How to Help Your Family Respect Your Business, Not Resent it

The following post is from Lisa of Working Naked:

source: plushoff

Starting a business can be exciting, terrifying and a dream come true, especially when you have a cheering squad — your family — behind you. When your family is on the opposing team, though, your new business venture can be a nightmare.

Before I left my last job, I designed my new business so that when I was ready to have kids, I would be able to work from home and raise a family. I wanted to be able to grow a business and see my kids grow up at the same time.

It hasn’t always been easy juggling my business and personal life and keeping my family from resenting my business. Ask anyone who works from home about being pulled in all directions and they’ll admit it’s challenging to give your business and family 100% of your attention, all of the time. When my kids were little, I tried to work when they were asleep and at school. I didn’t want them to have memories of growing up with a work-at-home-mom who sat in front of her computer all day.

It’s been hard work, but for the most part I’ve been able to schedule my business around my family. My motivation? I couldn’t imagine having to go back to the corporate world and work in an outside office. I’d miss too much of my sons’ lives.

When you work from home, it’s important for your family to support your business instead of fight your business efforts. Consider these four tips for including your family in your business and making them part of your team:

Ask for feedback

When you’ve had a tough day, share a few of the low points, but be ready to include a few high points too. It’s easy to get closely tied to your business and not be able to see problems or situations objectively. If you ask your family for suggestions for how you could handle problems differently, you may be surprised at the suggestions you get. Don’t discount any suggestions from your younger children. Sometimes clients can act like children and your kids may have a few ideas for dealing with them.

Brainstorm ideas

Your family doesn’t have to be involved in your business to the point of making phone calls for you or taking messages, but they can still be helpful. If you have ideas for expanding your business, share the ideas with your family and ask them to help you develop new ideas. Someone not involved with your business or your industry may provide you with ideas you hadn’t thought of before. Also, when your family buys into your business, which they’ll do when they see your ideas put into action, they may be more understanding during the times you need to work longer hours.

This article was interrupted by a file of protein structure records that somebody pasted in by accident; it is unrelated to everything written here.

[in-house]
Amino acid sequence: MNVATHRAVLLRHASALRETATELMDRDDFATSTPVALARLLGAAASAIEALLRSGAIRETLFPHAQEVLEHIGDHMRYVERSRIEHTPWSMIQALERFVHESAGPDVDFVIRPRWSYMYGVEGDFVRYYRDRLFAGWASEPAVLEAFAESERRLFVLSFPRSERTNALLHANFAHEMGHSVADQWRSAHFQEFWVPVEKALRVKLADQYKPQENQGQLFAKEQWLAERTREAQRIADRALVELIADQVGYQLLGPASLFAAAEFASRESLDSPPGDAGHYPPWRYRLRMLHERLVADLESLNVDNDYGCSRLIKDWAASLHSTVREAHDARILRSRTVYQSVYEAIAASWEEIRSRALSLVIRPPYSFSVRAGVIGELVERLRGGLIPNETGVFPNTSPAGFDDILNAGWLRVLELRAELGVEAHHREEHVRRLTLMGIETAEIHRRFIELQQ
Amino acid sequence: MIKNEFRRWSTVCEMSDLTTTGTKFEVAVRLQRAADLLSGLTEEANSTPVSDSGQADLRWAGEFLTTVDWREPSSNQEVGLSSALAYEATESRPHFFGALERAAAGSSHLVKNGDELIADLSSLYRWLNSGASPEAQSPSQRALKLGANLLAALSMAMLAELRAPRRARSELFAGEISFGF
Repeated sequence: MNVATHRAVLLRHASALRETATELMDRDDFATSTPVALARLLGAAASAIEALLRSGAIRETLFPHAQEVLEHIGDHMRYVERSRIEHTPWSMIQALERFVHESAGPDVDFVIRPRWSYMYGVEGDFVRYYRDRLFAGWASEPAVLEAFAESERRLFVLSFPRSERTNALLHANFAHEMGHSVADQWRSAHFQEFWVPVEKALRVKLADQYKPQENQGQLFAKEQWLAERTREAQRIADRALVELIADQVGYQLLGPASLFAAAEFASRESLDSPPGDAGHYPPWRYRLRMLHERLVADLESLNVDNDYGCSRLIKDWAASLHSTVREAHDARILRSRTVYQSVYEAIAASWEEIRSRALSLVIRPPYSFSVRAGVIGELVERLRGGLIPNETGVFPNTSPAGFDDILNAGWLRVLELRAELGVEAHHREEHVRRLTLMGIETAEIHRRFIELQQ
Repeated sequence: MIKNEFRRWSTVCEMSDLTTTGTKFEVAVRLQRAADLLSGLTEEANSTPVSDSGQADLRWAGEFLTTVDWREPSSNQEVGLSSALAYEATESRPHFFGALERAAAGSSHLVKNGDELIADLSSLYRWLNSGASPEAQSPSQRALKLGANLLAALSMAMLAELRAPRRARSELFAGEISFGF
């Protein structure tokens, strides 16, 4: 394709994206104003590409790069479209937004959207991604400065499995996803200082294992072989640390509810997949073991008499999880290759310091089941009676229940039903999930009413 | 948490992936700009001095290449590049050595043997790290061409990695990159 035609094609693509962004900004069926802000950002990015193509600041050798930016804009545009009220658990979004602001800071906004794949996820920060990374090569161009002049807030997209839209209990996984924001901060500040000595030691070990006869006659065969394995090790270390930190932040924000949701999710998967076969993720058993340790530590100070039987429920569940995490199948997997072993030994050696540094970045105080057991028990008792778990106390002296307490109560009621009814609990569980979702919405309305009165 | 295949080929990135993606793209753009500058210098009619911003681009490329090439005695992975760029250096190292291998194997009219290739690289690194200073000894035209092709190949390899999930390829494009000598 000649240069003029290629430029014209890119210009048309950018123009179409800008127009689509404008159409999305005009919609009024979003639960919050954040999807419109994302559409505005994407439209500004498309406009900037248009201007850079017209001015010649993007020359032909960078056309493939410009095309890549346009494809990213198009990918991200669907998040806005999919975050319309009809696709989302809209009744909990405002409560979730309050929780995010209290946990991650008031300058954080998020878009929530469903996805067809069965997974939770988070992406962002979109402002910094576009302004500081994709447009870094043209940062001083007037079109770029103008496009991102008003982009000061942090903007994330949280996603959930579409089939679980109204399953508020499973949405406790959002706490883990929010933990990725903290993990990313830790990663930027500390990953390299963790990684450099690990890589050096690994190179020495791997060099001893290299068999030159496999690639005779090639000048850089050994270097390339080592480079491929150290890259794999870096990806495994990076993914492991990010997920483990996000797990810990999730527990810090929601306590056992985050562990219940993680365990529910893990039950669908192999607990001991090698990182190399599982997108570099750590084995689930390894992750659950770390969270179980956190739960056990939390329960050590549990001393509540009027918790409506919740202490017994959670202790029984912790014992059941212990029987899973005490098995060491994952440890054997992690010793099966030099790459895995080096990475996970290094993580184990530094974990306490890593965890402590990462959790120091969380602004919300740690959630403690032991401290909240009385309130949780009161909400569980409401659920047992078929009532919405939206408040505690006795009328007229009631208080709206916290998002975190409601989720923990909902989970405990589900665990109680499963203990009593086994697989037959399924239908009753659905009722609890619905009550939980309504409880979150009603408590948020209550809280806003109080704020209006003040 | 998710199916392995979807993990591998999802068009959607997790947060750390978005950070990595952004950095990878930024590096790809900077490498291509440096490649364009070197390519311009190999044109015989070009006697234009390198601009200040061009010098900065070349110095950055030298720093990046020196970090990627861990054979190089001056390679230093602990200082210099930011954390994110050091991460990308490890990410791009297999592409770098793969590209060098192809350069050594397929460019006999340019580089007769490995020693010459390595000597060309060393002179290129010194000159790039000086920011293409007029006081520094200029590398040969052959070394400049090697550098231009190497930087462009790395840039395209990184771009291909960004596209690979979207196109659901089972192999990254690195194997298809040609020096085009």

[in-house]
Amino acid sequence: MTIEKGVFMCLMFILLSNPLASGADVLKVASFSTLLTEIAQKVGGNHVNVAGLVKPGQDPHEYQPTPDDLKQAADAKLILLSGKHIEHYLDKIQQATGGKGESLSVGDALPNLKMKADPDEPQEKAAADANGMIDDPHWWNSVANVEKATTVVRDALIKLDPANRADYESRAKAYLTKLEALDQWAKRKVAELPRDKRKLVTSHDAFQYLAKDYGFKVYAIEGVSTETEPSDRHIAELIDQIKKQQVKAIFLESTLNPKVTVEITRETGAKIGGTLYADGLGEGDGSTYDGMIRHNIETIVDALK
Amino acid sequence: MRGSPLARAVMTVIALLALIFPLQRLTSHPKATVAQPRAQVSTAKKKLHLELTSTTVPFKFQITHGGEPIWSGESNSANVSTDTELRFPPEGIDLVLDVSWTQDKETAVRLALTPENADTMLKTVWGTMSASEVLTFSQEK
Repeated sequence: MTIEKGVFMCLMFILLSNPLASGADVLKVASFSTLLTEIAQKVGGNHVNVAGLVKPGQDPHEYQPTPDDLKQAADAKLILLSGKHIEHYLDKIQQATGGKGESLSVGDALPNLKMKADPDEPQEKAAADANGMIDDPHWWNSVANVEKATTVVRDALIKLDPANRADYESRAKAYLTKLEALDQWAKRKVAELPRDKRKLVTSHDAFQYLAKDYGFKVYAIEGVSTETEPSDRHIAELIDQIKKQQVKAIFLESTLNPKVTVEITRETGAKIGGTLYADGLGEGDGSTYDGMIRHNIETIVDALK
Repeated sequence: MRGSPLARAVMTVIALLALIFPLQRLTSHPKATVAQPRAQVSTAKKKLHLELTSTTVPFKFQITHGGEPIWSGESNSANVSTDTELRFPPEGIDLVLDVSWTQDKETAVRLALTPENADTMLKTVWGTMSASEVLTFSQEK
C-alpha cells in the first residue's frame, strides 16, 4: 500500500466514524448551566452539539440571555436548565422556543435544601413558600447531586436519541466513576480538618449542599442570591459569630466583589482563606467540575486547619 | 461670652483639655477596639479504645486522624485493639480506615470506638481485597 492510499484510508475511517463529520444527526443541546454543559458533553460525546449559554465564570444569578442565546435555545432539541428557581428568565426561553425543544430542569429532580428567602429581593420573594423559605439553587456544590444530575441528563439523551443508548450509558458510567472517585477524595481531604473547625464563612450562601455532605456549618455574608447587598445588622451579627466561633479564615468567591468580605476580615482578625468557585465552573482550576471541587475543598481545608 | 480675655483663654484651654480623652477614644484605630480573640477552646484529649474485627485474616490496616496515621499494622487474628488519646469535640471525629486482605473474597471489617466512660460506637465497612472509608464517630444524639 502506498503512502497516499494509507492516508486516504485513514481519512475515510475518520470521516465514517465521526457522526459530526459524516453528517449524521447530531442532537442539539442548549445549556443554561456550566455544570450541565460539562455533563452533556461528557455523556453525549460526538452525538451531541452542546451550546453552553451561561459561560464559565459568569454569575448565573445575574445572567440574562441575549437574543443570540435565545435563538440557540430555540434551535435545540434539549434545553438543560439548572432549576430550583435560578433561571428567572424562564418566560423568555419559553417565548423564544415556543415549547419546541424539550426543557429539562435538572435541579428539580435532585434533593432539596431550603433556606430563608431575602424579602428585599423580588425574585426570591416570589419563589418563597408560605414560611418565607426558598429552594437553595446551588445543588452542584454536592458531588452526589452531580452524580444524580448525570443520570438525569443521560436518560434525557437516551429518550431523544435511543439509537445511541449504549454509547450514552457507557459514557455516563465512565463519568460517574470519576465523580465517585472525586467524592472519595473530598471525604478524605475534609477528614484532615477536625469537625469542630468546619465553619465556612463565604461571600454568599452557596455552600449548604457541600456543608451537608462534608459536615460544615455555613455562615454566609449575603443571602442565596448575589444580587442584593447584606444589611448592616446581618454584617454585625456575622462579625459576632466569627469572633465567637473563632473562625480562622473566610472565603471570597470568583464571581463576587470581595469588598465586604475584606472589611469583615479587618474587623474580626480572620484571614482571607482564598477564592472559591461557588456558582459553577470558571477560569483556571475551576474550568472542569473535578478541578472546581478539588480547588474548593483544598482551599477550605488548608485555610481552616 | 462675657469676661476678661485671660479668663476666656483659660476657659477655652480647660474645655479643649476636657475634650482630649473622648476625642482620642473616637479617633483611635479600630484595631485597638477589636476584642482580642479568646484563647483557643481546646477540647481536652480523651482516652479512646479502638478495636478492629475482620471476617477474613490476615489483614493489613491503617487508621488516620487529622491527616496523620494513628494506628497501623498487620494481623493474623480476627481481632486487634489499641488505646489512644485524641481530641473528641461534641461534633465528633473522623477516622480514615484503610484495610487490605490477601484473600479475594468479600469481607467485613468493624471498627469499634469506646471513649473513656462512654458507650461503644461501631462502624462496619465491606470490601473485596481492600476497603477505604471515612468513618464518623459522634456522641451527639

Put your family to work

When my third book was published, my sons helped me package and mail books to people who ordered them directly from me. They helped me save time packing books, and it was a good excuse for all of us to spend time together. A friend of mine runs a stable, and during the summer her college-age kids help clean out stalls and take care of the horses when their owners are out of town. Her kids have summer jobs close to their house, my friend gets to spend all day with her kids, and she gets the help she needs.

Celebrate successes together

Whether you get a new client, sell dozens of books in one day, or launch a new product, make a big deal about it. Treat your family to a special dinner, bring in pizza, wear party hats…it doesn’t matter. When you make your family part of the celebration, they’ll feel appreciated. Don’t forget to thank them several times for supporting your efforts.

Working from home has enough challenges between staying focused, meeting client needs and wearing several hats, that there’s no need to add handling resentment from your family to the list. Keep your family involved in your business and everyone will enjoy watching your business grow.

How do you include your family in your business?

Home office expert Lisa Kanarek is the founder of WorkingNaked.com and the author of five books about working from home, including her latest book, Organize Your Home Office for Success. Lisa works with entrepreneurs and home-based employees through seminars and individual consultations, to create functional home offices that meet each individual’s working style.

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